Hunt, R. R., & Worthen, J. B. (2006). Distinctiveness and memory. New York, NY: Oxford University Press. https://doi.org/10.1093/acprof:oso/9780195169669.001.0001.
Israel, L., & Schacter, D. L. (1997). Pictorial encoding reduces false recognition of semantic associates. Psychonomic Bulletin & Review, 4(4), 577–581. https://doi.org/10.3758/BF03214352.
McCabe, D. P., Presmanes, A. G., Robertson, C. L., & Smith, A. D. (2004). Item-specific processing reduces false memories. Psychonomic Bulletin & Review, 11(6), 1074–1079. https://doi.org/10.3758/BF03196739.
McCabe, D. P., & Smith, A. D. (2006). The distinctiveness heuristic in false recognition and false recall. Memory, 14(5), 570–583. https://doi.org/10.1080/09658210600624564.
McDaniel, M., & Einstein, G. (1986). Bizarre imagery as an effective memory aid. The importance of distinctiveness. Journal of Experimental Psychology: Learning, Memory, and Cognition, 12, 54–65. https://doi.org/10.1037/0278-73220.127.116.11.
Oliver, M. C., Bays, R. B., & Zabrucky, K. M. (2016). False memories and the DRM paradigm: Effects of imagery, list, and test type. The Journal of General Psychology, 143(1), 33–48. https://doi.org/10.1080/0022139.2015.1110558.
Roediger, H. L., III, Balota, D., & Watson, J. (2001a). Spreading activation and arousal of false memories. In H. L. I. I. I. Roediger, J. S. Nairne, I. Neath, & A. Surprenant (Eds.), The nature of remembering: Essays in honor of Robert G. Crowder (pp. 95–115). Washington DC: American Psychological Association.
Roediger, H. L., III, & McDermott, K. B. (1995). Creating false memories: Remembering words not presented in lists. Journal of Experimental Psychology: Learning, Memory, and Cognition, 21(4), 803–814. https://doi.org/10.1037/0278-7318.104.22.1683.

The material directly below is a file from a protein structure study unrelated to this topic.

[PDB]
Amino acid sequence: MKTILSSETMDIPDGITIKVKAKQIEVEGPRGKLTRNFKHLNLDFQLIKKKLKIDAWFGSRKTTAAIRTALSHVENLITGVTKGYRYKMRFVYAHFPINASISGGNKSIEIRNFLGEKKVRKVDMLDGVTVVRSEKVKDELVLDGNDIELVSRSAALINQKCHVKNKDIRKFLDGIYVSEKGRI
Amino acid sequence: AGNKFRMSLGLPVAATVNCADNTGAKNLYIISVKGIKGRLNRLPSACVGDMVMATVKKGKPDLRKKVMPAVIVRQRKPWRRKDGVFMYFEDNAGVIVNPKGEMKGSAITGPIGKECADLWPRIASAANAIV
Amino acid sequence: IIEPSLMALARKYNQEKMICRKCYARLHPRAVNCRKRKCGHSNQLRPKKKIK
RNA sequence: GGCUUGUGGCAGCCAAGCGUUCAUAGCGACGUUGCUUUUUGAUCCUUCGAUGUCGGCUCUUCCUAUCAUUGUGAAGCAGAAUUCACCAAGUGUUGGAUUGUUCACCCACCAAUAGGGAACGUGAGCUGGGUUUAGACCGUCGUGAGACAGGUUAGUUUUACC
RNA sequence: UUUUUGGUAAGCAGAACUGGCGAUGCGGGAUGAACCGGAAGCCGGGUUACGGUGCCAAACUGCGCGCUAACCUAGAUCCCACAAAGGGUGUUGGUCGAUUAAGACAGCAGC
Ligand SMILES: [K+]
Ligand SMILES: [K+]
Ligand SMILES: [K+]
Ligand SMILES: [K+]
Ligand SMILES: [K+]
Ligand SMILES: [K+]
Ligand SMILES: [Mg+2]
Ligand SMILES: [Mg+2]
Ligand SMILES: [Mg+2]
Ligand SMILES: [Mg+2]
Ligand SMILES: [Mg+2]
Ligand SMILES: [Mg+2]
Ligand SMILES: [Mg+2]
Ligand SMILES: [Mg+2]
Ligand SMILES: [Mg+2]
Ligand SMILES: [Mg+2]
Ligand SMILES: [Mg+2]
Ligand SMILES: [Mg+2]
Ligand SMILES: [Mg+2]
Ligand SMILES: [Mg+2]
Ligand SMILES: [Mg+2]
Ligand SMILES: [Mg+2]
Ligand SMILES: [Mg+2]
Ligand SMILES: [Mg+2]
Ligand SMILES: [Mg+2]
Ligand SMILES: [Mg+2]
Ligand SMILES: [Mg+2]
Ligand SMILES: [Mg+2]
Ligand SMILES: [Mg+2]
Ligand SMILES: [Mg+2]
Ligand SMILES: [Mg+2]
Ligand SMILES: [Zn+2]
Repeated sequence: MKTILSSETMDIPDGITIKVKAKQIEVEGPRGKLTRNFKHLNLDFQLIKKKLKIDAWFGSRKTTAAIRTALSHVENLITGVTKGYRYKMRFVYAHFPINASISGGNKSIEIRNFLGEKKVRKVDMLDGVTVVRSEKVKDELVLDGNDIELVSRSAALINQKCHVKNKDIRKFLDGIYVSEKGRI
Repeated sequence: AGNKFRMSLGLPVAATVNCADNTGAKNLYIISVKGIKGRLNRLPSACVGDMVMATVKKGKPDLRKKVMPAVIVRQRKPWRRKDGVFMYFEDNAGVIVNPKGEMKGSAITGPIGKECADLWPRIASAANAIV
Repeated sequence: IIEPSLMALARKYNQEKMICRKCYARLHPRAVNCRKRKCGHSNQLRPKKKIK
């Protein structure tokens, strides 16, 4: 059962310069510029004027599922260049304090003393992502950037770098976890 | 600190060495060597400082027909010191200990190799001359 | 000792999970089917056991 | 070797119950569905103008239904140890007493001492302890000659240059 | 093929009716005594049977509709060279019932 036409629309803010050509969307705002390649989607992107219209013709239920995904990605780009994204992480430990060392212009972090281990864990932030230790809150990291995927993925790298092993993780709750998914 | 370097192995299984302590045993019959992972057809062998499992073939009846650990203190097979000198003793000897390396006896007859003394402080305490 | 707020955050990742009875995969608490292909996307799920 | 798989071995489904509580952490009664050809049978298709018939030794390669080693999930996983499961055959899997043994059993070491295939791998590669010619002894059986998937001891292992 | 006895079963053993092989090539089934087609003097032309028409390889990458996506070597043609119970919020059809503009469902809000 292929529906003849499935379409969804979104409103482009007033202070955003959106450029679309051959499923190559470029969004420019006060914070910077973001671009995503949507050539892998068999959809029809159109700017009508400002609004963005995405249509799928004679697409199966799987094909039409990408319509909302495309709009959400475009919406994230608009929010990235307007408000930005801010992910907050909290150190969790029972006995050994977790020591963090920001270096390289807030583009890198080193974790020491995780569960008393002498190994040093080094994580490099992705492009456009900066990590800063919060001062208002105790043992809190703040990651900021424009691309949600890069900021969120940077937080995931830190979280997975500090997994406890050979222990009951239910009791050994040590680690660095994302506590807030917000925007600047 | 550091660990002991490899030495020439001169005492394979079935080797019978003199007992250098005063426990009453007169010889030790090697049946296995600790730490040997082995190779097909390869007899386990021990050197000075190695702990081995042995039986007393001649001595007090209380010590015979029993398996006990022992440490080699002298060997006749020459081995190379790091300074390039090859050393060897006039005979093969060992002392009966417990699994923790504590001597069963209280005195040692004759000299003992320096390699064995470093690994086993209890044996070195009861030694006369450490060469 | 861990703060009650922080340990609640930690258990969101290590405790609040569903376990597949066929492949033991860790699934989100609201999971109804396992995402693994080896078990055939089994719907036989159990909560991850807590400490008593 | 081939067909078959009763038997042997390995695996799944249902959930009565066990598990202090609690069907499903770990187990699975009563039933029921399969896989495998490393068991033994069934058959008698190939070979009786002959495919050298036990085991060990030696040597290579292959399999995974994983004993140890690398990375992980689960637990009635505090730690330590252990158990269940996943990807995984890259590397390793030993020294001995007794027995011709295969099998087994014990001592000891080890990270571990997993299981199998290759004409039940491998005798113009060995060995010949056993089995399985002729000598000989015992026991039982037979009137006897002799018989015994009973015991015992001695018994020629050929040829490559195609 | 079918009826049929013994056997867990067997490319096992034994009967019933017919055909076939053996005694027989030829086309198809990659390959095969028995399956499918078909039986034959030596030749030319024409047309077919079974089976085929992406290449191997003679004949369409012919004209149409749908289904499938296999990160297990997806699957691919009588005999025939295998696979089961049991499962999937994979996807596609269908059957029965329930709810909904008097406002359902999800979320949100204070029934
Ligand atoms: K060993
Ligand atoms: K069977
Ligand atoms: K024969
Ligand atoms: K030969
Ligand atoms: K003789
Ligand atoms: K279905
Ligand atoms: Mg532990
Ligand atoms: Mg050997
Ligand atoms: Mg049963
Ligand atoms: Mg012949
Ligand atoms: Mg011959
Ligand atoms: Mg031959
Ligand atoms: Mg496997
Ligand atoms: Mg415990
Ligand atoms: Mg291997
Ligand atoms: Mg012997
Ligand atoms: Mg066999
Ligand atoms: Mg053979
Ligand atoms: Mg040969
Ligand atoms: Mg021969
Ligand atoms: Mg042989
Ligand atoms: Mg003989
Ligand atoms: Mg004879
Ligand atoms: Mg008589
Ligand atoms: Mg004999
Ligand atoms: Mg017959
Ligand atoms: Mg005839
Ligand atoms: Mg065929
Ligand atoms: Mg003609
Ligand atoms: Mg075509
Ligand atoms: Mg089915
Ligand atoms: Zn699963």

Roediger, H. L., III, Watson, J. M., McDermott, K. B., & Gallo, D. A. (2001b). Factors that determine false recall: A multiple regression analysis. Psychonomic Bulletin & Review, 8, 385–407. https://doi.org/10.3758/BF03196177.
Schacter, D. L., Israel, L., & Racine, C. (1999). Suppressing false recognition in younger and older adults: The distinctiveness heuristic. Journal of Memory and Language, 40, 1–24. https://doi.org/10.1006/jmla.1998.2611.
Schmidt, S. R. (1991). Can we have a distinctive theory of memory? Memory & Cognition, 19(6), 523–542. https://doi.org/10.3758/BF03197149.
Slamecka, N. J., & Graf, P. (1978). The generation effect: Delineation of a phenomenon. Journal of Experimental Psychology: Human Learning and Memory, 4, 592–604. https://doi.org/10.1037/0278-7322.214.171.1242.
Smith, R. E., & Hunt, R. R. (1998). Presentation modality affects false memory. Psychonomic Bulletin & Review, 5, 710–715. https://doi.org/10.3758/BF03208850.
Conflict of interest
The authors report no competing interests.
The studies reported were approved by the University of Calgary Research Ethics Board (Protocol #6684) and found to be in accordance with the 1964 Helsinki Declaration ethical principles.
Informed consent was obtained from all individuals who participated in this study.
Springer Nature remains neutral with regard to jurisdictional claims in published maps and institutional affiliations.
About this article
Cite this article
Huff, M.J., Bodner, G.E. & Gretz, M.R. Distinctive encoding of a subset of DRM lists yields not only benefits, but also costs and spillovers. Psychological Research 85, 280–290 (2021). https://doi.org/10.1007/s00426-019-01241-y